Ever since I can remember, the booting time and application startup time served on desktops as a subjective performance meter akin to 0-100kmh (0-60mph) for cars. Besides that, faster startup and less waiting makes people happy, instant-on being the holly grail. Also with open operating systems like the UNIX-based ones, desktop users find satisfaction not only in customizing for looks but also for speed. "Desktop" being the key word.
I'm not saying OpenRC should necessarily replace RC but I think it would benefit everyone if RC made use of today's multiple core hardware for parallel startup, had built in daemon tools and include niceties like colored boot messages to instantly spot problems.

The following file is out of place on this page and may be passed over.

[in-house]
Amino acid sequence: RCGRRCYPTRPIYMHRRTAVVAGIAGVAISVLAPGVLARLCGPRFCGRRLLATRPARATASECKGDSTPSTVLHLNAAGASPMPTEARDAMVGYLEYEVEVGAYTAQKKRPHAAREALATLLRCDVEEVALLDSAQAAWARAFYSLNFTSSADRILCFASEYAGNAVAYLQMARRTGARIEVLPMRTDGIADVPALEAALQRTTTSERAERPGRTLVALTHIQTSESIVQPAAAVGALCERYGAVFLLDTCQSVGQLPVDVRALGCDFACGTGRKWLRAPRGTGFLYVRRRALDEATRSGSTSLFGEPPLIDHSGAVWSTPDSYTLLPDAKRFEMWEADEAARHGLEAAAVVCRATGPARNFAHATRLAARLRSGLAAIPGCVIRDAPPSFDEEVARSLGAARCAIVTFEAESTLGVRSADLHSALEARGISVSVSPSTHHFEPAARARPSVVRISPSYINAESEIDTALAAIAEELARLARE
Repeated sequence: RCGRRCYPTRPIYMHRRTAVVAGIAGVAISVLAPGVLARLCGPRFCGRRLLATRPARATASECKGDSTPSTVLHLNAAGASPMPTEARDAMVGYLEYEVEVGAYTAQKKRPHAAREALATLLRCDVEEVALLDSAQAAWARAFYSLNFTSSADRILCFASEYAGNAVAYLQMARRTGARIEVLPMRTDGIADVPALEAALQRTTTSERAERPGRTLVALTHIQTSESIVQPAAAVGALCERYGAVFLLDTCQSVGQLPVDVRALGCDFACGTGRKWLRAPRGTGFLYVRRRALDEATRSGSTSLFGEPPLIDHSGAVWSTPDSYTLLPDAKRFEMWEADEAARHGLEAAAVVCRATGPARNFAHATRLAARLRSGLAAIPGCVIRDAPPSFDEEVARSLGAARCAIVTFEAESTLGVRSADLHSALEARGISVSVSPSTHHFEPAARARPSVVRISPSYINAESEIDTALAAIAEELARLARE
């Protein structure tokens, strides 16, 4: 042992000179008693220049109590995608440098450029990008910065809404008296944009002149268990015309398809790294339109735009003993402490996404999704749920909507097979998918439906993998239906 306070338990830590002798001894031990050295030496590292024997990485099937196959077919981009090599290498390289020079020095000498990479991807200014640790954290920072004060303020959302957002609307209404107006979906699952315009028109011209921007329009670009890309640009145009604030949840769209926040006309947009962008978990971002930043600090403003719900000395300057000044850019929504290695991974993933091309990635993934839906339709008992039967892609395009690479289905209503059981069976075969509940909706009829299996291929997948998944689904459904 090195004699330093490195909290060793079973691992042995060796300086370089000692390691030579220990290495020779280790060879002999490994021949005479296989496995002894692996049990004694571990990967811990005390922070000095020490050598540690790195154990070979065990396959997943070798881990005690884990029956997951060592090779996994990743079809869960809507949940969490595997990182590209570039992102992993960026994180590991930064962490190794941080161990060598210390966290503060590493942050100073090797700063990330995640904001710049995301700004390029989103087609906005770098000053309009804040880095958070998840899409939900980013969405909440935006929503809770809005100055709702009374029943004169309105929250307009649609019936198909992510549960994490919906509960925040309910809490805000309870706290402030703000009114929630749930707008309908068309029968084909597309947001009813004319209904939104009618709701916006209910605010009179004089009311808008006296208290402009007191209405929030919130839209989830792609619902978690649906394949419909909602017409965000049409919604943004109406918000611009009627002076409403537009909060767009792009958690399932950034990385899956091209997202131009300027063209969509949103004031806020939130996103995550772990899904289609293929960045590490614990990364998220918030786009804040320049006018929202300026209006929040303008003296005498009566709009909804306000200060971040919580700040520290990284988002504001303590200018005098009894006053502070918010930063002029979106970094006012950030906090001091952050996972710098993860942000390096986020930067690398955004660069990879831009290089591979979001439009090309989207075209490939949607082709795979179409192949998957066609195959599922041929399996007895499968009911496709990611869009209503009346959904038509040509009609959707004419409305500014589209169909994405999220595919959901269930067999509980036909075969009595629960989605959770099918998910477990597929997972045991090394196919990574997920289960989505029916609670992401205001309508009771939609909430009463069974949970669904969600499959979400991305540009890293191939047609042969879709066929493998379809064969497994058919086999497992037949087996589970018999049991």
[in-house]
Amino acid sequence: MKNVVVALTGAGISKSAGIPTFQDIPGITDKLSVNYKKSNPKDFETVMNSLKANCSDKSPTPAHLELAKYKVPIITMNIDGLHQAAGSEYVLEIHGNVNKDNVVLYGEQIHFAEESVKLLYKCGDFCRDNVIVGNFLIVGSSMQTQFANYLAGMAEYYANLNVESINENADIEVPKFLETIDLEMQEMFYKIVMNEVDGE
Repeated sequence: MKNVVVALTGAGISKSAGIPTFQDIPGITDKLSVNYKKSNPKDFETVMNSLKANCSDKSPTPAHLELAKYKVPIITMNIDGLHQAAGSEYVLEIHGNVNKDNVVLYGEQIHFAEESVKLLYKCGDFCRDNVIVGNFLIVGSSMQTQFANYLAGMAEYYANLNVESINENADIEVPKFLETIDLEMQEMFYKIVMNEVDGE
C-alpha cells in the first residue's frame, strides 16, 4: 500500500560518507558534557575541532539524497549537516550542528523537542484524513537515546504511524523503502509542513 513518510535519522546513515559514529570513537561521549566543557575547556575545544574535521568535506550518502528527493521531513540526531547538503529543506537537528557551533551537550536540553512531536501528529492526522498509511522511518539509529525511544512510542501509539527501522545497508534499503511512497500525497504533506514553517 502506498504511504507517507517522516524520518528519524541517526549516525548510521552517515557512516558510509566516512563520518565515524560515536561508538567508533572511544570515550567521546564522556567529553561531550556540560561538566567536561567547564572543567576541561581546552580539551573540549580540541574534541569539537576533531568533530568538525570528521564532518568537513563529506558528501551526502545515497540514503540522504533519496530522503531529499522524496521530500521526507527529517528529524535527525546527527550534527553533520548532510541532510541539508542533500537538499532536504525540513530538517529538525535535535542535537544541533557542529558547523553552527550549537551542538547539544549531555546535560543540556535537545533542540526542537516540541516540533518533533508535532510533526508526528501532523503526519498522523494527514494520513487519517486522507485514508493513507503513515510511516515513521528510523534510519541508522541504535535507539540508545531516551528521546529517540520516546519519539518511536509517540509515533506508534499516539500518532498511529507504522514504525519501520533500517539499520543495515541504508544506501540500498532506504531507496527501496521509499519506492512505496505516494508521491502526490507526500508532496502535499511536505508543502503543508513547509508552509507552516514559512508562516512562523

I strongly disagree here:
- on my state of the art desktop system, UEFI post takes most of the boot time (30s plus), OS boot is just a fraction of that (Linux with upstart about 7s, FreeBSD maybe 12 to 15s). Suspend and Resume is about 1 second for both. Windows is similar. Nothing to fix here, really - we could talk about the resilience of the suspend function in FreeBSD, though.
- Each and every boot sequence must be identical and race conditions should be impossible by design, both for operational safety and for security. FreeBSD's RC system delivers that, parallel startup makes this difficult, if not impossible.
- "Nicely coloured boot messages" is what systemd gives me. Too bad that they flash by too fast to be read and cannot be found in a log file later. I prefer a simple "dmesg" to tell the whole story, as on FreeBSD.